“There has been a slow military coup,” said Mr. Oguttu, the other former Museveni ally to switch sides. “The Cabinet is not in charge here.”
The FDC on Monday wanted to salute South African President Thabo Mbeki on his state visit for hosting Dr. Besigye for four years, only to find military police and soldiers surrounding their party headquarters. Troops and military vehicles also are deployed in the center of the capital whenever Dr. Besigye appears before the High Court.
At a Nov. 16 bail hearing for the physician, black-shirted commandos called “the Black Mamba Urban Hit Squad” deployed on the grounds of the court, which evoked memories of Idi Amin’s regime when, in 1972, thugs grabbed the chief justice, stuffed him into the trunk of their car and drove away.
Justice James Ogoola called the recent incident the most “naked and grotesque violation of the twin doctrines of the rule of law and the independence of the judiciary.”
This lurch toward autocracy is not lost on Ugandans old enough to remember the optimism that accompanied Gen. Museveni’s seizure of the presidency in January 1986. He criticized African leaders who overstayed in power and promised better times for his country.
Mr. Kategaya said: “Remember when he was sworn in in 1986, he said: ‘This is not a change of guard; this is a fundamental change.’” Soon after that, Gen. Museveni gained international support for adopting free-market economics, for establishing a freer political climate and for his frank approach to combating HIV/AIDS.
That impressed Western donors, who have poured more than $11 billion into Uganda since 1987, according to the Finance Ministry. In 1998, President Clinton declared Gen. Museveni to be one of five “African renaissance leaders,” which added luster to his reputation as a “new breed” of leader.
That praise, according to the opposition, was mistaken.
“Museveni has never been a democrat, but he did embrace economic reform. Now he is reversing many of the reforms he encouraged 10 to 15 years ago,” said Joel Barkan, a fellow at the National Endowment for Democracy who specializes in East Africa.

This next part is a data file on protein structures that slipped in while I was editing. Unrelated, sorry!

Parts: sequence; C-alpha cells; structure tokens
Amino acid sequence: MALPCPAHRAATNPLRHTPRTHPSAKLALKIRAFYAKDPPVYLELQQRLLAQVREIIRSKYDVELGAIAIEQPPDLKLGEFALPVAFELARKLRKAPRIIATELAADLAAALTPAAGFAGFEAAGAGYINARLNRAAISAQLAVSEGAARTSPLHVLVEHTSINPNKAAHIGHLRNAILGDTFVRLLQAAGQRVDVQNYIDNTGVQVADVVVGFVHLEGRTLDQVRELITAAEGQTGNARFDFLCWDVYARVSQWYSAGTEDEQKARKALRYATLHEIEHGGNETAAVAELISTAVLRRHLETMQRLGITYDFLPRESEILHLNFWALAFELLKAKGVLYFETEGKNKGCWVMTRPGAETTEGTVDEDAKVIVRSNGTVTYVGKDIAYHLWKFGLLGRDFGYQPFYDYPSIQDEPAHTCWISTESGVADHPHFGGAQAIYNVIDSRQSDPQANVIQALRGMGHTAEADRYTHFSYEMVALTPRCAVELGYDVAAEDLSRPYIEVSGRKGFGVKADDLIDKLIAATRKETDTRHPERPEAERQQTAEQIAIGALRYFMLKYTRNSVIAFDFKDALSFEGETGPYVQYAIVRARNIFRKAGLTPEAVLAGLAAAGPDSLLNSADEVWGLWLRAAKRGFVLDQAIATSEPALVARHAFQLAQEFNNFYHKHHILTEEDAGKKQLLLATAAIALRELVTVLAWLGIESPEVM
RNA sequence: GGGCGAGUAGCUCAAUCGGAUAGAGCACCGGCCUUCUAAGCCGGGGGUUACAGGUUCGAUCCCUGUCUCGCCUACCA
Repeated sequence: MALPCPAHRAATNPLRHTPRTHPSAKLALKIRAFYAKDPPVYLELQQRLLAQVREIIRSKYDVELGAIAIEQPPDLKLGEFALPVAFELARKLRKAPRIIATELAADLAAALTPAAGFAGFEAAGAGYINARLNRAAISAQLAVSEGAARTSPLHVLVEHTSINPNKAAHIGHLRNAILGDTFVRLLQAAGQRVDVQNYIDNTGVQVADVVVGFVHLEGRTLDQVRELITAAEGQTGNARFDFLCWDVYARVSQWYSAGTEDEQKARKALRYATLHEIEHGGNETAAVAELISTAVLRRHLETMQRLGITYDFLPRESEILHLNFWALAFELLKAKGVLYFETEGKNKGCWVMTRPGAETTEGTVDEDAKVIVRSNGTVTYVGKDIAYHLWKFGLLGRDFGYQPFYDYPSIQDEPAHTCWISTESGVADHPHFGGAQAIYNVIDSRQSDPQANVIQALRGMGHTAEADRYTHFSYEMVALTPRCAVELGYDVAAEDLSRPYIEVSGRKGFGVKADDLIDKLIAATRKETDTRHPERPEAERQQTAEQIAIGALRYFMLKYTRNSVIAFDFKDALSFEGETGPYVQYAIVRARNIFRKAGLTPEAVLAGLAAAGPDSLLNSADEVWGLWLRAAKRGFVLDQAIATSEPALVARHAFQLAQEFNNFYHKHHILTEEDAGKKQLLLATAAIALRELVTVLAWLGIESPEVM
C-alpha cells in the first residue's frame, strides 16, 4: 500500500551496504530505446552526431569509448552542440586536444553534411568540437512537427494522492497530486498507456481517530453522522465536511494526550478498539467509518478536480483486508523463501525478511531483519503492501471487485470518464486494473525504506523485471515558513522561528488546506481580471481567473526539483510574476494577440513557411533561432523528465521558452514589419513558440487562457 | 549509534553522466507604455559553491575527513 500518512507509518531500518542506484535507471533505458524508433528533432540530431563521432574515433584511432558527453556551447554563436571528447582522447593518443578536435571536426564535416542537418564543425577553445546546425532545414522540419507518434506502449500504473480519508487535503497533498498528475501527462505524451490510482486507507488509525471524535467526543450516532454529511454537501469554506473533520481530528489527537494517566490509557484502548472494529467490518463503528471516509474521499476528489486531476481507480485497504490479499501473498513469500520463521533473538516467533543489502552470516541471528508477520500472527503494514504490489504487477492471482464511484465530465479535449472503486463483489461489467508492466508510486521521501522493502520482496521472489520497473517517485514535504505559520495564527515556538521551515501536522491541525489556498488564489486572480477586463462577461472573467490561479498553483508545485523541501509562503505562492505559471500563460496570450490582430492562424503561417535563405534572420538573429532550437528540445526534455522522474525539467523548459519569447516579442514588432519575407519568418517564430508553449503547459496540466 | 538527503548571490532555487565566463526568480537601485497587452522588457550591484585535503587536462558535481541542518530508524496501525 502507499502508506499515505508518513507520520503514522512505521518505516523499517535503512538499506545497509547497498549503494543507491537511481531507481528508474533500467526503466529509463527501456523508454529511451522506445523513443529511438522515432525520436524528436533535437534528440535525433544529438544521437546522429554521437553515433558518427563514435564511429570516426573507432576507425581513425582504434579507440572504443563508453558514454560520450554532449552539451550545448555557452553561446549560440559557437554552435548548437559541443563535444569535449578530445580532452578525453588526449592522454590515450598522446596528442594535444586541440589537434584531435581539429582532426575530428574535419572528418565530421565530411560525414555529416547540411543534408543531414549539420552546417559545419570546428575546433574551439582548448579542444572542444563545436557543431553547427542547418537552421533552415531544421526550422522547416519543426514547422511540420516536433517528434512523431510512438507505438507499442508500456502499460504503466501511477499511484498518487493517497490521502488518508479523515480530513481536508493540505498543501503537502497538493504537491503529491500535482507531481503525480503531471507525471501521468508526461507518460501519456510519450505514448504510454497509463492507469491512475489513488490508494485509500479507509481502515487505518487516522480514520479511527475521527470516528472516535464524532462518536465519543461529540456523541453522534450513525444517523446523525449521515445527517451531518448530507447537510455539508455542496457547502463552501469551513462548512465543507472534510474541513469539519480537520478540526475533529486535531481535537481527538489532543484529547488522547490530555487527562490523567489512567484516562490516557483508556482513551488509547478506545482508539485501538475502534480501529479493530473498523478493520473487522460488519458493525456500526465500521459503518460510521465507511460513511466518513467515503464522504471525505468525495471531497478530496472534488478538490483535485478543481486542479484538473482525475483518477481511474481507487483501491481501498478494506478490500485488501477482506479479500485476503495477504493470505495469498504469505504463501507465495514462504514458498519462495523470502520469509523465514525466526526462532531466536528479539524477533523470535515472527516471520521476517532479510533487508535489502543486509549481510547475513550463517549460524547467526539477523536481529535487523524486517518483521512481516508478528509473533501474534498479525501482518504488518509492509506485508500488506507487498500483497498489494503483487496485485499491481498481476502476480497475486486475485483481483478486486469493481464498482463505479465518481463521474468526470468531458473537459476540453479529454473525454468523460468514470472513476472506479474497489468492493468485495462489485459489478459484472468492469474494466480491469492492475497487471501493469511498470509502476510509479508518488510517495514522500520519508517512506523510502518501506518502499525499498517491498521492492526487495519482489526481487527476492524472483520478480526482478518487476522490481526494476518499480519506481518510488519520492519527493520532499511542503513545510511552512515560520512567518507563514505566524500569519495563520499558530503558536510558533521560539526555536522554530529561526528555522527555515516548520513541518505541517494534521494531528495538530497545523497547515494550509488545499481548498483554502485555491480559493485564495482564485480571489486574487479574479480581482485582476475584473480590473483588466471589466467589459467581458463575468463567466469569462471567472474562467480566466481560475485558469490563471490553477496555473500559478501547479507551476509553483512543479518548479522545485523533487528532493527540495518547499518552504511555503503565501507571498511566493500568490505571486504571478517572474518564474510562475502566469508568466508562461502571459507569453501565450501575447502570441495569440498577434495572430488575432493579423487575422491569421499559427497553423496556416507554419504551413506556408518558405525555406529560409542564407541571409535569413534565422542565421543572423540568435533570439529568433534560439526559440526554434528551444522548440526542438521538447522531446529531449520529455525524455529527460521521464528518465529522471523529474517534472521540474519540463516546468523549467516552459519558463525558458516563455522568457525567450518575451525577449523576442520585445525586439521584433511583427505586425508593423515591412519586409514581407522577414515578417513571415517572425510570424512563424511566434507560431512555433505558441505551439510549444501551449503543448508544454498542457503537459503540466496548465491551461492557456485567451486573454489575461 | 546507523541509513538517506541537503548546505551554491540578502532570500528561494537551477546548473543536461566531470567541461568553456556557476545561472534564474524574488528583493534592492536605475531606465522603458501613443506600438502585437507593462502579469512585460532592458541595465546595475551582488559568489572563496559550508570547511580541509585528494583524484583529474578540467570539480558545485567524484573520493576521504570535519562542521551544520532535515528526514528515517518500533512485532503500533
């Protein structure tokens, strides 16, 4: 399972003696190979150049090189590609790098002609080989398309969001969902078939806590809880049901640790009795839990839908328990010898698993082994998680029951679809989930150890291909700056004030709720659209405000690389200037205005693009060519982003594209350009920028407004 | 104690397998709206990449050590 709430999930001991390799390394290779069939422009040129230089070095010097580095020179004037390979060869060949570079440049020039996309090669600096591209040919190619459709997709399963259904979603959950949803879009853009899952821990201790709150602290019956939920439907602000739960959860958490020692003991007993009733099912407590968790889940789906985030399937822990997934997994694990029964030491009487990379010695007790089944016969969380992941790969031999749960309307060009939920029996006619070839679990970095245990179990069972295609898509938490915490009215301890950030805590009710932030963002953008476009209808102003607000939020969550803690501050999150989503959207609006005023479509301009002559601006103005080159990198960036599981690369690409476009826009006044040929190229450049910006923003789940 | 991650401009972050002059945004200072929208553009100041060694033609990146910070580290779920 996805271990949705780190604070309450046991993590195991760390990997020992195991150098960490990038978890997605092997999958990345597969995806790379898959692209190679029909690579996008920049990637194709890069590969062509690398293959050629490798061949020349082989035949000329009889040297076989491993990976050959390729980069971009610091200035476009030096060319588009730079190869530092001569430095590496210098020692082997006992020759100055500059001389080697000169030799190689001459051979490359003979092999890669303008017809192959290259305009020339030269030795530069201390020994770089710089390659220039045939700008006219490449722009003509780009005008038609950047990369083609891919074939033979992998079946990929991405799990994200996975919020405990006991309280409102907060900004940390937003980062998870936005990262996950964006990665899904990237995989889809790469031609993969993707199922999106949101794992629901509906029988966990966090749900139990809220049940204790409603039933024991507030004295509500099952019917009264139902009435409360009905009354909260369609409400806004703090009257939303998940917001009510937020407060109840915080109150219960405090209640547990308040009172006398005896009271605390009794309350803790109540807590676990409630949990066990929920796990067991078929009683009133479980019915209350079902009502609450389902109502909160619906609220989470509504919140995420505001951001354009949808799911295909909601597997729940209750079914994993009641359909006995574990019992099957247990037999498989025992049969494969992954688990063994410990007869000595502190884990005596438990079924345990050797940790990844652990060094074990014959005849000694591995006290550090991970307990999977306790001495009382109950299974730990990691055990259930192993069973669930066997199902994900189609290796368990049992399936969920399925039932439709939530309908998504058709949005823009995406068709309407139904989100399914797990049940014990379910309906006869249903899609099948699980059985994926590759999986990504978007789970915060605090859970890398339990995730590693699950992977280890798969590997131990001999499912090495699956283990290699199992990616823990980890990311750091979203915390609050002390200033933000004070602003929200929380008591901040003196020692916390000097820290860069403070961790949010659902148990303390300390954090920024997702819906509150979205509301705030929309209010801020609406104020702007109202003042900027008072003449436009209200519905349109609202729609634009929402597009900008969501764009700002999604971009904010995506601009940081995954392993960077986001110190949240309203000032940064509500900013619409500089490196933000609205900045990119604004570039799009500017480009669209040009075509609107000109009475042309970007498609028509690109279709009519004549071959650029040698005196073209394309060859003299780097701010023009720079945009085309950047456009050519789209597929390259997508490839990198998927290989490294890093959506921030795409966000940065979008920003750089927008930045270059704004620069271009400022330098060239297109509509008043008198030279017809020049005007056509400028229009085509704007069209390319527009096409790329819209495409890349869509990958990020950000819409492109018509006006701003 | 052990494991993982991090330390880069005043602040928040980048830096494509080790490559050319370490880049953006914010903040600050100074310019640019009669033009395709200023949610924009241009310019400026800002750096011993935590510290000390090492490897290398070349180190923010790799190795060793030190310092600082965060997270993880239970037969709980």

European governments, including those of Britain, Ireland, the Netherlands and Norway, are becoming skeptical, too.
They all have made slight cuts of $10 million or less to the aid they give Uganda because of the worsening political situation there.
The World Bank also has suggested a $15 million cut in annual budget support, owing to excessive government spending on public administration.
While the cuts remain small, foreign aid provides a big chunk of Uganda’s annual budget. This year, the government said the proportion of foreign aid has declined to about 40 percent of the government budget, but in previous years, it has been more than 50 percent.
A complete withdrawal of aid is unlikely, Mr. Barkan said, because donors don’t want to wreck the aid-dependent Ugandan economy, though a larger cut is possible if Gen. Museveni wins next year’s election by questionable means.
Mr. Barkan said Washington’s decision to embrace Gen. Museveni, along with Ethiopian Prime Minister Meles Zenawi, Eritrean President Isaias Afewerki and Rwandan President Paul Kagame is a cautionary lesson about the cult of personality. He said leaders should be embraced when they try to build strong institutions, which are more essential, and when there is clear evidence that they’re succeeding in this effort.
“But when the new leader only talks about reform, or when reform is dependent solely on him, we should be very wary, because such reforms are unlikely to endure,” Mr. Barkan said.